Until the NBA draft, former Georgetown point guard Chris Wright will work out on his own and in front of teams in hopes that one of them will call his name June 23 at Prudential Center in Newark. 

But should the NBA and its players’ association continue on their current path, little will change in Wright’s schedule after that, whether he is drafted or not. The league’s collective bargaining agreement is set to expire June 30, and unless a new agreement is reached before then, the NBA could experience its first work stoppage in 13 years.

So Wright — widely considered a fringe draft prospect — stands in an unenviable position: He must wait and sweat, literally and figuratively, for the opportunity to wait and sweat a little longer.

“Say the draft happens June 23, then the lockout happens, what am I going to do?” said Wright, a Bowie native who was a McDonald’s all-American at St. John’s High. “I just got to work out. I’m not comparing myself to anyone, but just like guys in the [NBA], working out and getting ready.”

Wright already has participated in two team workouts – for the Washington Wizards and at a combine session hosted by the New Jersey Nets – and plans to take part in more in the coming weeks. Wright was not among the 54 players invited to attend the league-wide combine in Chicago, which begins Wednesday.

The feedback Wright received from his first two workouts was positive but not overwhelmingly so, the player and one of his agents said. Wright said NBA teams have been “intrigued” by his execution of pick-and-rolls, especially because such a tactic seldom was used in Georgetown’s system. They like his 6-foot-1, 205-pound frame, according to Wright, though they’ve told him he needs to shoot the ball more accurately and become a better defender.

Wright “is not a bulldog on defense, and that’s something for a guy his size, he’s going to have to be if he’s going to be successful in our league or to make it in our league,” said a scout from a Western Conference NBA team, who requested anonymity because he was not authorized to speak publicly about pre-draft prospects. “You have to say, ‘If you want me to get up and pressure guys and stick my nose into guys, that’s what I’ll do.’  

“Chris Wright doesn’t strike me as that type of guy. If he’s on the floor and there’s a loose ball, he’s going to let you get it and he’s going to be standing there as the outlet. But he could be on somebody’s roster.”

The scout called Wright “a solid point guard” with “a pretty decent IQ.” And the scout did not believe Wright’s left (non-shooting) hand, which Wright broke in late February, will be a deterrent for NBA teams that might consider drafting him. Wright said his hand no longer causes him any pain.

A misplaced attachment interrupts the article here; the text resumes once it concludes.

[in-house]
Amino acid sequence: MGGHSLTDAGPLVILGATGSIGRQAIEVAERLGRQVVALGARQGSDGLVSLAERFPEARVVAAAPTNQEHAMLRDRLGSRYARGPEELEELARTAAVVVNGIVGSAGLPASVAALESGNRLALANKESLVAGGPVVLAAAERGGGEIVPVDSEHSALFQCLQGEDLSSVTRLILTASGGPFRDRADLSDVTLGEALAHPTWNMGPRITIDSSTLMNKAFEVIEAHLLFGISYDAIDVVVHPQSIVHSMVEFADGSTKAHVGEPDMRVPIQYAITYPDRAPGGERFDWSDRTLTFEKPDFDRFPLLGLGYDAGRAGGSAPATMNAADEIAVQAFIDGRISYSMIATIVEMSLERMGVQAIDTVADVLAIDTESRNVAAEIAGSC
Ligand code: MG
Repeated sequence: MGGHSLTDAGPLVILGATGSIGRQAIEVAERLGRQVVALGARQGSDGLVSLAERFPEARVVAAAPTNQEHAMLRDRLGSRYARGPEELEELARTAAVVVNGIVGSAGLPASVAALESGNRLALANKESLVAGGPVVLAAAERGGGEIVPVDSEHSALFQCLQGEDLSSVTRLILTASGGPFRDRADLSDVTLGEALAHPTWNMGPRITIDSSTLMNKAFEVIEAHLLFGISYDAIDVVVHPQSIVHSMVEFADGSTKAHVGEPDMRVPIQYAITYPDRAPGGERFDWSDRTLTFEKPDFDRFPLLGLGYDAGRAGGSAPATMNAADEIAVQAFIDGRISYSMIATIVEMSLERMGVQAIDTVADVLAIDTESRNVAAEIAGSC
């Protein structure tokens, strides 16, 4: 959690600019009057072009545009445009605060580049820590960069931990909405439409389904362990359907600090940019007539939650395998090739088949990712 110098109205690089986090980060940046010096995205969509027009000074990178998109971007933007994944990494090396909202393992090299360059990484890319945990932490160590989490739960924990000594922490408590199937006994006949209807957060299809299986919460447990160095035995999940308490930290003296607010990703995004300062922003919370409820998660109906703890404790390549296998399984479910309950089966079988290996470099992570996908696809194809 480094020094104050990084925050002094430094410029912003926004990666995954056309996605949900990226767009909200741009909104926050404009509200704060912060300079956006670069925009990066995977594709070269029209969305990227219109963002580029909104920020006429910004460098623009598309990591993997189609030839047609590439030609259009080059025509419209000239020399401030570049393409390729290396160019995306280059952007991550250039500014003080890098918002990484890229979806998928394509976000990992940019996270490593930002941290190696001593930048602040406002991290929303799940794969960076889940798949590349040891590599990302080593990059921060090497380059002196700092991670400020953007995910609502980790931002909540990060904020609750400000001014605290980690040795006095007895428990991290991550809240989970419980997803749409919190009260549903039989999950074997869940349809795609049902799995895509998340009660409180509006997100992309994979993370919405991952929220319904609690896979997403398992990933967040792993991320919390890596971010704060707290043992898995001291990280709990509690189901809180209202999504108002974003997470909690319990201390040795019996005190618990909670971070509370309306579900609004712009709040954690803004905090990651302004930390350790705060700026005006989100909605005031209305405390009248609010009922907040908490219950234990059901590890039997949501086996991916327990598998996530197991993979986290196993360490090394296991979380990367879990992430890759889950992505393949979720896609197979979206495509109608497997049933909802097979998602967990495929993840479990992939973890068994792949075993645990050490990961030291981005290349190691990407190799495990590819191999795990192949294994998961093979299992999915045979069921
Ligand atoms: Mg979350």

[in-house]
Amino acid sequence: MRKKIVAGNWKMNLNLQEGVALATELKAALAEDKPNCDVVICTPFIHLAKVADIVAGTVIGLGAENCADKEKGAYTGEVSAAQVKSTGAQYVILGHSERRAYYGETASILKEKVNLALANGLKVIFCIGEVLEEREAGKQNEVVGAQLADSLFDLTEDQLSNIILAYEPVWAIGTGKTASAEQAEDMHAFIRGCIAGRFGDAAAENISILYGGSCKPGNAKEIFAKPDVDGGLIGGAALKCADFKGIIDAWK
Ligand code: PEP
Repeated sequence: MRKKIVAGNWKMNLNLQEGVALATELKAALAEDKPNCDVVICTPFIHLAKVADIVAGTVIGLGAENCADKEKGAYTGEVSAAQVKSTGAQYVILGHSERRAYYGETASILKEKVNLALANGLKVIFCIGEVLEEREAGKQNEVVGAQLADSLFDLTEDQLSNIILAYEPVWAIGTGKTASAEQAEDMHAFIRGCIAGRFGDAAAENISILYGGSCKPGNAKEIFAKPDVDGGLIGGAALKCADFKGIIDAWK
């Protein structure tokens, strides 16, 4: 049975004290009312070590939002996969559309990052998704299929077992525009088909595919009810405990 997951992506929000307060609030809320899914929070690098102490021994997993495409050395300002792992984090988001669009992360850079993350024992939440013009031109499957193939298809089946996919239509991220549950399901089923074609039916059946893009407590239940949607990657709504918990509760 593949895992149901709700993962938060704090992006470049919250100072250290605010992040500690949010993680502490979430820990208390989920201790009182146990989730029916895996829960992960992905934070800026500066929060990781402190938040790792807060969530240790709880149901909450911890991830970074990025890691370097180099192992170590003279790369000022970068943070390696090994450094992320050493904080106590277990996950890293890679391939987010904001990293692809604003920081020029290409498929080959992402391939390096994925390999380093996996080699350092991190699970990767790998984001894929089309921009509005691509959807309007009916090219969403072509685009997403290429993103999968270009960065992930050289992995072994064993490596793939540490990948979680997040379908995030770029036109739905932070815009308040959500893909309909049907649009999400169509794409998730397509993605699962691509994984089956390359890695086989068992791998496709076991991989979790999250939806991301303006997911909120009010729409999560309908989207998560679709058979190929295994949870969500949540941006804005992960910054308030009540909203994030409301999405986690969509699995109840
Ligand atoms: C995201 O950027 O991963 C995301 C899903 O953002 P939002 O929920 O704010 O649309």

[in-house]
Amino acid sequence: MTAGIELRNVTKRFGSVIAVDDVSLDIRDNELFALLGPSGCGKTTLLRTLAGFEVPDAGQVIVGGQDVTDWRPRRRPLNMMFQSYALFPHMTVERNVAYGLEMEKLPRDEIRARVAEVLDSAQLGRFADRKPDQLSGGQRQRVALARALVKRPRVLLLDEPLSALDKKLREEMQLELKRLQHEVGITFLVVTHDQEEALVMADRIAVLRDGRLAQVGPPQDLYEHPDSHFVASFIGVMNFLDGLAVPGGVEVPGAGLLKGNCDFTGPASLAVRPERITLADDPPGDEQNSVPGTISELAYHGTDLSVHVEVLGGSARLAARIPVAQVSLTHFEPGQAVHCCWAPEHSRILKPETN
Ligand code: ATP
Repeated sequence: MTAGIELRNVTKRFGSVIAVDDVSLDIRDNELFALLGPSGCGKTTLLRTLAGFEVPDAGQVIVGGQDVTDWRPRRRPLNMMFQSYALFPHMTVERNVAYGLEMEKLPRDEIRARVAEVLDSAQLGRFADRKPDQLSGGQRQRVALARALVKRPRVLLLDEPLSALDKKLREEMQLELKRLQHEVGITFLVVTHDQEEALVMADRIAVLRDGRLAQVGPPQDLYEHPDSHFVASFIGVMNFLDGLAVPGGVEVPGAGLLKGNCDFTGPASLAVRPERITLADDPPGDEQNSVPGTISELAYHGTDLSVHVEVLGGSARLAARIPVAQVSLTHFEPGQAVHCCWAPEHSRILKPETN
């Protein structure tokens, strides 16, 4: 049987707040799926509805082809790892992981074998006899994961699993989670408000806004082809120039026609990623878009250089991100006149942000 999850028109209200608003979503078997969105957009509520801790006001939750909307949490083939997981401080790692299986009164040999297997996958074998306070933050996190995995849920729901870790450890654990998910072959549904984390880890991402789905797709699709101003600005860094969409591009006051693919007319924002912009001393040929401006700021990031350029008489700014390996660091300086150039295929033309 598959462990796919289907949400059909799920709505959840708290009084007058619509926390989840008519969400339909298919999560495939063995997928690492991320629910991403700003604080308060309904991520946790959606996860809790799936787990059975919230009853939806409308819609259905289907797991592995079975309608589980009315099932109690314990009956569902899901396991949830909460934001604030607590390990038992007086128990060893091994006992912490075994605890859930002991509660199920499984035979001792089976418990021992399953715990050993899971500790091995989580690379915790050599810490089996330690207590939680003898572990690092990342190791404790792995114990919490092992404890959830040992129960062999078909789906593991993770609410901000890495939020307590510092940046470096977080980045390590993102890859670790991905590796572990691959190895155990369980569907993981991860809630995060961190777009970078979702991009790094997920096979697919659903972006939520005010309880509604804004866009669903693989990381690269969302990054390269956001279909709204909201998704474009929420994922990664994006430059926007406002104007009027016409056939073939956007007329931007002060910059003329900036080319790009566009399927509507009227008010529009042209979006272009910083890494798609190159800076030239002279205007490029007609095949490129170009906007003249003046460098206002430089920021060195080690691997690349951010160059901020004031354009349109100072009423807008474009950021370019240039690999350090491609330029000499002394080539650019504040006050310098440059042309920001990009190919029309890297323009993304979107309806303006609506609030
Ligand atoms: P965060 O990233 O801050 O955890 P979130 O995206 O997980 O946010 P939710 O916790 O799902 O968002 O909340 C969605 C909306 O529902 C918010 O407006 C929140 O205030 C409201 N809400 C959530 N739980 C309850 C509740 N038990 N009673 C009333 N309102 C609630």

Should Wright impress a team enough for it to draft him, that likely would not occur until late in the second round. Players drafted between picks Nos. 45 and 60 stand a lower chance of receiving a guaranteed deal. None of this year’s draft picks will sign agreements with their respective teams before a new CBA is reached.

Mike Kneisley, one of Wright’s agents, said Wright’s post-draft options – regardless of whether a team calls his name June 23 – may include waiting and training in the United States in hopes that the lockout is brief, playing in a European league or playing in the NBA Development League. And not even all of those choices are secure.  

Multiple league sources expressed doubt late last week as to whether the NBDL would exist next season. In a telephone interview Friday afternoon, NBDL President Dan Reed said “our plan is to play, and that’s unrelated to the status of the NBA collective bargaining agreement negotiations.” 

Wright said he understands he has no control over whether a lockout occurs or how long it might last. But he knows that eventually, the NBA will return to business, and so he is preparing himself accordingly. On Friday, he began practicing his shooting by 6:45 a.m., participated in a boxing class at 8:30 and took part in a strength and agility workout with DeMatha boys’ basketball strength coach Alan Stein at 11.

“It all depends,” Wright said about what he may do after the draft. “Right now, I can’t say I would go here or I would go there. The goal is to play in the NBA. That’s my goal; that’s my dream. But if there are things that cancel out or I can’t get into the NBA, then I’ll go a different route. As of right now, I just got to do what I have to do to try to get to the league. That’s the first option. That’s Plan A, and I’m going after it.”